The dispersion of preformed polymers and the polymerization of monomers are generally the two main strategies for the preparation of polymeric nanoparticles. However, there are various methods used for the preparation of polymeric nanoparticles such as desolvation, dialysis, ionic gelation, nanoprecipitation, solvent evaporation, salting out, spray drying, and supercritical fluid [12].

In the present study, Astragalin-loaded polymeric nanoparticles were prepared by the dialysis method.



Astragal in and Polylactic acid (PLA) were purchased from Merck Sigma-Aldrich India, Dimethyl sulfoxide (DMSO), and all other HPLC grade solvents were obtained from Thermo Scientific, India.

Preparation of Polymeric nanoparticles

The astragal in-loaded nanoparticles were prepared by a dialysis method [13]. Astragal in (5 mg) and PLA (50 mg) were dissolved in DMSO (1 ml) and added dropwise to 25 ml of water under stirring. The mixture was stirred for another 30 min at room temperature and dialyzed against distilled water using a 7 kDa dialysis bag for 24 h. The unentrapped astragal in was removed by filtration through a 0.45 μm filter and freeze-dried.

Drug loading and encapsulation efficiency

The following equations were used to calculate the DL efficiency and encapsulation efficiency (EE). The concentration of astragalin was detected by high-performance liquid chromatography (HPLC) system using a C18 column (5 μm, 4.6×250 mm). The mobile phase consisted of a mixture of methyl alcohol, water, and acetonitrile (23:41:36, v/v) delivered at a flow rate of 1.0 ml/min. The injection volume was 20 μl and the wavelength was set at 227 nm.

Experimental design

Initial experiments showed that the variables, such as polymer concentration, stirring time, and also the proportion of aqueous to organic phase throughout preparation work, were the major variables that influenced the particle size, zeta potential as well as encapsulation efficiency of the astragalin polymeric nanoparticles. Hence, a central composite rotatable design-response surface methodology (CCRD-RSM) was made used to systemically examine the impact of these 3 important formulation variables on particle size, zeta potential as well as encapsulation efficiency of the prepared astragalin polymeric nanoparticles [14, 15]. For every element, the speculative range was picked based on the outcomes of initial experiments and also the feasibility of preparing the astragalin polymeric nanoparticles at extreme values. The value range of the variables was polymer concentration (X1) of 1–50 mg/ml, stirring time (X2) of 1-60 min, and also the proportion of aqueous to organic phase (X3) of 15:1. A total amount of 20 examinations were performed. All the formulations in these experiments were prepared in replicate.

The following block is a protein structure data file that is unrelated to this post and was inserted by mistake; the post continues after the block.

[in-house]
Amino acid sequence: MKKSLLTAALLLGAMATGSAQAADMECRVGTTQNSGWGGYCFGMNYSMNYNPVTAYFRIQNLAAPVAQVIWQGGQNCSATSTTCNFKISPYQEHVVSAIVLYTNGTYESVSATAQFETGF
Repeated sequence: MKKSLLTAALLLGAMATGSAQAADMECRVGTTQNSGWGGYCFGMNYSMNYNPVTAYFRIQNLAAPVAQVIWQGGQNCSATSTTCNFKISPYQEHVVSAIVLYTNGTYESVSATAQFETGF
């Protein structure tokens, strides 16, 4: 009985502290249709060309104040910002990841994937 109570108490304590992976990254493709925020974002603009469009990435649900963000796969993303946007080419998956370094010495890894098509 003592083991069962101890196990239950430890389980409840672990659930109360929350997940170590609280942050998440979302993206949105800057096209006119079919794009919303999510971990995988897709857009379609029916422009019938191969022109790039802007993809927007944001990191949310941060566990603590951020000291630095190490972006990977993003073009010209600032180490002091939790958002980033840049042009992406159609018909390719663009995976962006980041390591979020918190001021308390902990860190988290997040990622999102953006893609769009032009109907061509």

Table 1: The variables and their level studied in the experiment

Independent variables Levels
-1 0 +1
Polymer concentration 1 27.50 50
Stirring time 1 37.50 60
Aqueous to organic phase ratio 1 10.00 15

Characterization of nanoparticle

Measurement of particle size

The average particle size (z-average) and polydispersity index (PDI) of the developed nanoparticles were determined by laser dynamic light scattering using Malvern Zetasizer (Malvern, Worcestershire, UK). Particle size investigation was performed in triplicate by diluting NPs suspension to 1/50 v/v in HPLC water.

The PDI value indicates the particle size distribution of nanoparticles in a given sample. The higher value of PDI indicates the distribution of NPs with variable size range, which results in the formation of aggregates and could result in low stability of particle suspension and low homogeneity.

Zeta potential

The nanoparticles suspension was diluted fifty times with HPLC water and zeta potential was measured using Malvern Zetasizer (Malvern, Worcestershire, UK). Zeta potential indicates the surface charge on the particles and was measured to determine the stability of nanoparticles in the suspension.

Scanning electron microscopy (SEM) measurement